Many investors say they aren’t looking back, even as most analysts generally agree the U.S. is in the later stages of an economic cycle. That would suggest stocks are due for a pullback, putting investors who have altered their strategies at risk of missing out if the pendulum swings back in favor of traditional value stocks that historically shine when the broader market is under pressure.




Gold & Precious Metals

Key Gold & Silver Stocks Look Perky

Posted by Morris Hubbartt - Super Force Signals

on Friday, 08 June 2018 08:27

Today's videos and charts (double click to enlarge):

SFS Key Charts & Video Update




Economic Outlook

As G-7 Fractures In Canada, Putin Meets Xi In China

Posted by ZeroHedge

on Friday, 08 June 2018 07:58

While President Trump insults his erstwhile foreign partners in a colorful twitter tirade ahead of a G-7 (or rather, G-6+1) summit in Quebec, exposing the very real fragmentation of longtime western partnerships as the US cracks down on unfair foreign trade practices, a productive meeting between China's "Emperor for Life" Xi Jinping and Russian President Vladimir Putin has been completely overshadowed, as Bloombergpoints out.


The two leaders held their first meeting this year on Thursday ahead of the June 9 Shanghai Cooperation Organization meeting - an eight-member group led by China and Russia - which will be held in the port city of Qingdao.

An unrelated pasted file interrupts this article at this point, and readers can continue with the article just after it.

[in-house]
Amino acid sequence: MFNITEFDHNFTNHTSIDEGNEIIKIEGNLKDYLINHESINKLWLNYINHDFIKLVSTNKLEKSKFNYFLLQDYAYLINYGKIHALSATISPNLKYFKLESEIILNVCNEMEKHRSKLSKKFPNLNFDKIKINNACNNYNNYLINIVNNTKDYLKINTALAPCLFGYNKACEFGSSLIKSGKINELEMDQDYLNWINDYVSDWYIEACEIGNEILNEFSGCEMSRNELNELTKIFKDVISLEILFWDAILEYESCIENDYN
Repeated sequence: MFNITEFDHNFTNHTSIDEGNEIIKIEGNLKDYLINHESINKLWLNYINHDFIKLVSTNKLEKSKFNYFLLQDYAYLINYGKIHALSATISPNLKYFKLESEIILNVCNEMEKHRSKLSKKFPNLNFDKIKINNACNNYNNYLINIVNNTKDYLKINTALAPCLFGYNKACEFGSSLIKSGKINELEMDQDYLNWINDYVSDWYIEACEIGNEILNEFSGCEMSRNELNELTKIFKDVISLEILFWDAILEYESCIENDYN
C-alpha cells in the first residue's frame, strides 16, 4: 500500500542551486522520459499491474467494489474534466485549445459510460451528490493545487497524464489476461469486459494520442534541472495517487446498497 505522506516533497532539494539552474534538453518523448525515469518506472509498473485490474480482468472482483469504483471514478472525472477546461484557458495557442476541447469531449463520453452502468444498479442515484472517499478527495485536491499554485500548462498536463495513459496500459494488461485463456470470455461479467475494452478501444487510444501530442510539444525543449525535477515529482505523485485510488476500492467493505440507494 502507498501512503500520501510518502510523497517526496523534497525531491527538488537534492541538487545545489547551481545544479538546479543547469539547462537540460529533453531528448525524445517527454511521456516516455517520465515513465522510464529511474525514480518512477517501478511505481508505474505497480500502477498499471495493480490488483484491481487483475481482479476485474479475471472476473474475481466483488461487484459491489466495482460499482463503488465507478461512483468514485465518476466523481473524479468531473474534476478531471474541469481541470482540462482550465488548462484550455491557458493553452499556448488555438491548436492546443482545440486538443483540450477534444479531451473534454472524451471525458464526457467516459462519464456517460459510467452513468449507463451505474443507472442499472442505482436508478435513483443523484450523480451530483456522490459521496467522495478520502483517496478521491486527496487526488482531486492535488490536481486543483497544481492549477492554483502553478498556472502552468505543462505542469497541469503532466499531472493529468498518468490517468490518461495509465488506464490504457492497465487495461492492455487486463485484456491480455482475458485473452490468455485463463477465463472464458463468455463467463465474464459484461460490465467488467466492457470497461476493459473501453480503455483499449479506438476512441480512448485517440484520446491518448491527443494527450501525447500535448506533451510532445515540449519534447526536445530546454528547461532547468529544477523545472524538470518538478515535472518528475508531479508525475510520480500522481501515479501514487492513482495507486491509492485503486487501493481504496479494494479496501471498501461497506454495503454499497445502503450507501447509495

Screenshot 2018-06-08 07.47.09

But the west is ignoring the burgeoning partnership between the two countries - both permanent members of the UN Security Council - at its own peril. Because Putin and Xi are playing an ever-expanding role in resolving global disputes like, for example, the dispute between the US and North Korea.

....continue reading HERE








Timing & trends

Stock Market is More Important For Gold than US$

Posted by The Daily Gold

on Thursday, 07 June 2018 08:22

Stock-Market-is-More-Important-For-Gold-than-US02 opt3

The fundamental drivers for Gold and the US Dollar are similar and that is why they typically trend together. Negative and/or falling real rates drive Gold and the same drives the greenback though with respect to differentials between the other competing currencies. When real rates are rising or strong in the US that is bearish for Gold and bullish for the US Dollar. The opposite is also true. And with the US Dollar being the global reserve currency, it naturally competes with Gold, which is an alternative. All being said, history as well as recent action suggests that weakness in the stock market is more crucial to Gold’s future than weakness in the US Dollar.